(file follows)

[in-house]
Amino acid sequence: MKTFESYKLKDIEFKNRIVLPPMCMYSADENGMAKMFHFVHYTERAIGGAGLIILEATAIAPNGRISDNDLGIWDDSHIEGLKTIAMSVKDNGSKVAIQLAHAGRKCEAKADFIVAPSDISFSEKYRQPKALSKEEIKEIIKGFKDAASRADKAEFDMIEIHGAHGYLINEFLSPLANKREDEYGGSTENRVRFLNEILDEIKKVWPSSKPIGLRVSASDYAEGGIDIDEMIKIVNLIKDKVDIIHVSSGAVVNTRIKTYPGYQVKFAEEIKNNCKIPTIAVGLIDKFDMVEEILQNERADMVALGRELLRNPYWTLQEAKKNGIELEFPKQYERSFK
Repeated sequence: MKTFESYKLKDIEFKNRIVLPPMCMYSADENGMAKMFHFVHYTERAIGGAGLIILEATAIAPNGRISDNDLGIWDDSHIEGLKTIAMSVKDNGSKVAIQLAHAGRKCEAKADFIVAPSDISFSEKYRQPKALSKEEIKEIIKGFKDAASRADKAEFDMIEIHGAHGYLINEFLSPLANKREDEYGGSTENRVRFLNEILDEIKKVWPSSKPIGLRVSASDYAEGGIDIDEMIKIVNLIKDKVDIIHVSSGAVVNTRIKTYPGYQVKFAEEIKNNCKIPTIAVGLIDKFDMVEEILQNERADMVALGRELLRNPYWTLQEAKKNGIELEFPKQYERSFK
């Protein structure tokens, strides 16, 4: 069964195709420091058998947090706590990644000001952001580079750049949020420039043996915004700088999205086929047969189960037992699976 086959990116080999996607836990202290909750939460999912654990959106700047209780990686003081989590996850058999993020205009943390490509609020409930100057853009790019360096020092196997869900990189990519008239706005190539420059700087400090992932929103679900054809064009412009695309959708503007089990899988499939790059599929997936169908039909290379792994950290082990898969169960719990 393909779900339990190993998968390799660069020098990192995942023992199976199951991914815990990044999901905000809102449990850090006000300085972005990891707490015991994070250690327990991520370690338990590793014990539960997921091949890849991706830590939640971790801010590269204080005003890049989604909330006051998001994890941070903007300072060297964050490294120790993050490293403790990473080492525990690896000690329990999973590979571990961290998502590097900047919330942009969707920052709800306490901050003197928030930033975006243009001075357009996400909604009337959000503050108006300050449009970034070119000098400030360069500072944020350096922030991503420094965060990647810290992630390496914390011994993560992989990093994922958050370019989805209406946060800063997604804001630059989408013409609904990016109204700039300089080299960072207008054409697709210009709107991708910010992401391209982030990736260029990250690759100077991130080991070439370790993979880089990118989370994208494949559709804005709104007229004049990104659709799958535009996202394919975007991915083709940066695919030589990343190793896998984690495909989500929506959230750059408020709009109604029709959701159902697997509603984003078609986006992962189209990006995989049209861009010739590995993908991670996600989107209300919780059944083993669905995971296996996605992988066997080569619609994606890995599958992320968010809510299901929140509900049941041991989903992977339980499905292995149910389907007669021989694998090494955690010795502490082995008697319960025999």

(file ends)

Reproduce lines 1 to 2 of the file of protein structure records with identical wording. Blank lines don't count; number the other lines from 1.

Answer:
[in-house]
Amino acid sequence: MKTFESYKLKDIEFKNRIVLPPMCMYSADENGMAKMFHFVHYTERAIGGAGLIILEATAIAPNGRISDNDLGIWDDSHIEGLKTIAMSVKDNGSKVAIQLAHAGRKCEAKADFIVAPSDISFSEKYRQPKALSKEEIKEIIKGFKDAASRADKAEFDMIEIHGAHGYLINEFLSPLANKREDEYGGSTENRVRFLNEILDEIKKVWPSSKPIGLRVSASDYAEGGIDIDEMIKIVNLIKDKVDIIHVSSGAVVNTRIKTYPGYQVKFAEEIKNNCKIPTIAVGLIDKFDMVEEILQNERADMVALGRELLRNPYWTLQEAKKNGIELEFPKQYERSFK